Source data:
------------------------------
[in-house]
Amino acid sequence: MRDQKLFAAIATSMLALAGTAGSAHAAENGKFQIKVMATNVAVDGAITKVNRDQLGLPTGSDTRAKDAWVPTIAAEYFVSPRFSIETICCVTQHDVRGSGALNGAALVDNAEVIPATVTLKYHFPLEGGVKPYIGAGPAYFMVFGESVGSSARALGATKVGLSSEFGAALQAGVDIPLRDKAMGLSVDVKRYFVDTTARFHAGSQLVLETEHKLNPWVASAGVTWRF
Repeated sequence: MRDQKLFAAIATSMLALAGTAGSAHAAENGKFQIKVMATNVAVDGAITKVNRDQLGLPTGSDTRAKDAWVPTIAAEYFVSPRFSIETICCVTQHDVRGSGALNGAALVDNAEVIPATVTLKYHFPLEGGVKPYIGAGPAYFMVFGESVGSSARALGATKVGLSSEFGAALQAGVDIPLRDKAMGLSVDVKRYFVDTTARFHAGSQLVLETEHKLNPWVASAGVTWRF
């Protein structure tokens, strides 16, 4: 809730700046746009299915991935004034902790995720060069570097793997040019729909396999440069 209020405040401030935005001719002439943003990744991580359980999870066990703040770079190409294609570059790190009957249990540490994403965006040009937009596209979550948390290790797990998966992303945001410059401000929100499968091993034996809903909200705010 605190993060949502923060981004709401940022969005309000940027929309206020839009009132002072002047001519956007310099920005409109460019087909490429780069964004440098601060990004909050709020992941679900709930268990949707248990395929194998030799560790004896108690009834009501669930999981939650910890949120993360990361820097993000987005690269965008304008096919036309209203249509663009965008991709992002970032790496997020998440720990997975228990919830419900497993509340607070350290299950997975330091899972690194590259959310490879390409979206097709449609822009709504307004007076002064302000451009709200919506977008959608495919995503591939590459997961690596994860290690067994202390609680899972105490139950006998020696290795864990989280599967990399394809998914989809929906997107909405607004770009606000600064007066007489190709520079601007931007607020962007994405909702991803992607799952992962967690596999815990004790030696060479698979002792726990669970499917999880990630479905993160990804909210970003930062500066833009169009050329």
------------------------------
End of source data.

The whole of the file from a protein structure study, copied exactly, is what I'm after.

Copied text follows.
[in-house]
Amino acid sequence: MRDQKLFAAIATSMLALAGTAGSAHAAENGKFQIKVMATNVAVDGAITKVNRDQLGLPTGSDTRAKDAWVPTIAAEYFVSPRFSIETICCVTQHDVRGSGALNGAALVDNAEVIPATVTLKYHFPLEGGVKPYIGAGPAYFMVFGESVGSSARALGATKVGLSSEFGAALQAGVDIPLRDKAMGLSVDVKRYFVDTTARFHAGSQLVLETEHKLNPWVASAGVTWRF
Repeated sequence: MRDQKLFAAIATSMLALAGTAGSAHAAENGKFQIKVMATNVAVDGAITKVNRDQLGLPTGSDTRAKDAWVPTIAAEYFVSPRFSIETICCVTQHDVRGSGALNGAALVDNAEVIPATVTLKYHFPLEGGVKPYIGAGPAYFMVFGESVGSSARALGATKVGLSSEFGAALQAGVDIPLRDKAMGLSVDVKRYFVDTTARFHAGSQLVLETEHKLNPWVASAGVTWRF
């Protein structure tokens, strides 16, 4: 809730700046746009299915991935004034902790995720060069570097793997040019729909396999440069 209020405040401030935005001719002439943003990744991580359980999870066990703040770079190409294609570059790190009957249990540490994403965006040009937009596209979550948390290790797990998966992303945001410059401000929100499968091993034996809903909200705010 605190993060949502923060981004709401940022969005309000940027929309206020839009009132002072002047001519956007310099920005409109460019087909490429780069964004440098601060990004909050709020992941679900709930268990949707248990395929194998030799560790004896108690009834009501669930999981939650910890949120993360990361820097993000987005690269965008304008096919036309209203249509663009965008991709992002970032790496997020998440720990997975228990919830419900497993509340607070350290299950997975330091899972690194590259959310490879390409979206097709449609822009709504307004007076002064302000451009709200919506977008959608495919995503591939590459997961690596994860290690067994202390609680899972105490139950006998020696290795864990989280599967990399394809998914989809929906997107909405607004770009606000600064007066007489190709520079601007931007607020962007994405909702991803992607799952992962967690596999815990004790030696060479698979002792726990669970499917999880990630479905993160990804909210970003930062500066833009169009050329």